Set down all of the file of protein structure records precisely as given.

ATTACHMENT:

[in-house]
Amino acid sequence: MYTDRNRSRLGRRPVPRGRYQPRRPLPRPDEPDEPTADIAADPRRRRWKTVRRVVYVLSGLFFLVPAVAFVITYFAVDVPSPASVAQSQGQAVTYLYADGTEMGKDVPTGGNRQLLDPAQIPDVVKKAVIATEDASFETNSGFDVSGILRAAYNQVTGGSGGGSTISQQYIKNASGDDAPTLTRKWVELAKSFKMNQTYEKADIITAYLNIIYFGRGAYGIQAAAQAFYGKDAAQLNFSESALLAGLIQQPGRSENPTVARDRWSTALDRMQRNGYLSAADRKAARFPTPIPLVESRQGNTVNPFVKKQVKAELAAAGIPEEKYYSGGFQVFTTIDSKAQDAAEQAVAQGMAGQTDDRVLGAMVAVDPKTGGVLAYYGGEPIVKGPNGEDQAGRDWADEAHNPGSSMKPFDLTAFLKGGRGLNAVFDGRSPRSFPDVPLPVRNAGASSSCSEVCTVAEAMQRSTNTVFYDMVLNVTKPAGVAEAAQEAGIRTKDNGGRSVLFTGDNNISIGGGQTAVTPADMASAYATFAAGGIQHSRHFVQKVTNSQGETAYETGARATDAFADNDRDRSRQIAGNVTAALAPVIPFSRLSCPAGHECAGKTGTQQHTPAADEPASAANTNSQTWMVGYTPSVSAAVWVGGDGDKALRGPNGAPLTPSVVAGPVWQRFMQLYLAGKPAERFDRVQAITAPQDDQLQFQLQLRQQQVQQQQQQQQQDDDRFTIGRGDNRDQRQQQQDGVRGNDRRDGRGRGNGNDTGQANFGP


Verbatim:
[in-house]
Amino acid sequence: MYTDRNRSRLGRRPVPRGRYQPRRPLPRPDEPDEPTADIAADPRRRRWKTVRRVVYVLSGLFFLVPAVAFVITYFAVDVPSPASVAQSQGQAVTYLYADGTEMGKDVPTGGNRQLLDPAQIPDVVKKAVIATEDASFETNSGFDVSGILRAAYNQVTGGSGGGSTISQQYIKNASGDDAPTLTRKWVELAKSFKMNQTYEKADIITAYLNIIYFGRGAYGIQAAAQAFYGKDAAQLNFSESALLAGLIQQPGRSENPTVARDRWSTALDRMQRNGYLSAADRKAARFPTPIPLVESRQGNTVNPFVKKQVKAELAAAGIPEEKYYSGGFQVFTTIDSKAQDAAEQAVAQGMAGQTDDRVLGAMVAVDPKTGGVLAYYGGEPIVKGPNGEDQAGRDWADEAHNPGSSMKPFDLTAFLKGGRGLNAVFDGRSPRSFPDVPLPVRNAGASSSCSEVCTVAEAMQRSTNTVFYDMVLNVTKPAGVAEAAQEAGIRTKDNGGRSVLFTGDNNISIGGGQTAVTPADMASAYATFAAGGIQHSRHFVQKVTNSQGETAYETGARATDAFADNDRDRSRQIAGNVTAALAPVIPFSRLSCPAGHECAGKTGTQQHTPAADEPASAANTNSQTWMVGYTPSVSAAVWVGGDGDKALRGPNGAPLTPSVVAGPVWQRFMQLYLAGKPAERFDRVQAITAPQDDQLQFQLQLRQQQVQQQQQQQQQDDDRFTIGRGDNRDQRQQQQDGVRGNDRRDGRGRGNGNDTGQANFGP